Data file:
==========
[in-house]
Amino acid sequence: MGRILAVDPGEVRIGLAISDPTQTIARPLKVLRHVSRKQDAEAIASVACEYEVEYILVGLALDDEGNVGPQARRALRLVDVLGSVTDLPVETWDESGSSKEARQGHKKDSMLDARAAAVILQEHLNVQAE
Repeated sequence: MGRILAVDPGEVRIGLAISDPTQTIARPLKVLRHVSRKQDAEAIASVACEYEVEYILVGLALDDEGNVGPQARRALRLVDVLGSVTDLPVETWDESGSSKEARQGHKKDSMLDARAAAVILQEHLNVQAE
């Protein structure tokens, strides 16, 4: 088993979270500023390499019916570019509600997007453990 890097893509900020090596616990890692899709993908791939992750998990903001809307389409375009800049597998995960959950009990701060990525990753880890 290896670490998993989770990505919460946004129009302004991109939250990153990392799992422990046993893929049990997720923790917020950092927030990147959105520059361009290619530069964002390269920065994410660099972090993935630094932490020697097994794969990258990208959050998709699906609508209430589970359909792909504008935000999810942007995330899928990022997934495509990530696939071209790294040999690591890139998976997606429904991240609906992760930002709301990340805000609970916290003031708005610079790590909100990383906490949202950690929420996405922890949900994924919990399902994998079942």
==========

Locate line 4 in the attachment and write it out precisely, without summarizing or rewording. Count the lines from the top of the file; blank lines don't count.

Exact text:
């Protein structure tokens, strides 16, 4: 088993979270500023390499019916570019509600997007453990 890097893509900020090596616990890692899709993908791939992750998990903001809307389409375009800049597998995960959950009990701060990525990753880890 290896670490998993989770990505919460946004129009302004991109939250990153990392799992422990046993893929049990997720923790917020950092927030990147959105520059361009290619530069964002390269920065994410660099972090993935630094932490020697097994794969990258990208959050998709699906609508209430589970359909792909504008935000999810942007995330899928990022997934495509990530696939071209790294040999690591890139998976997606429904991240609906992760930002709301990340805000609970916290003031708005610079790590909100990383906490949202950690929420996405922890949900994924919990399902994998079942």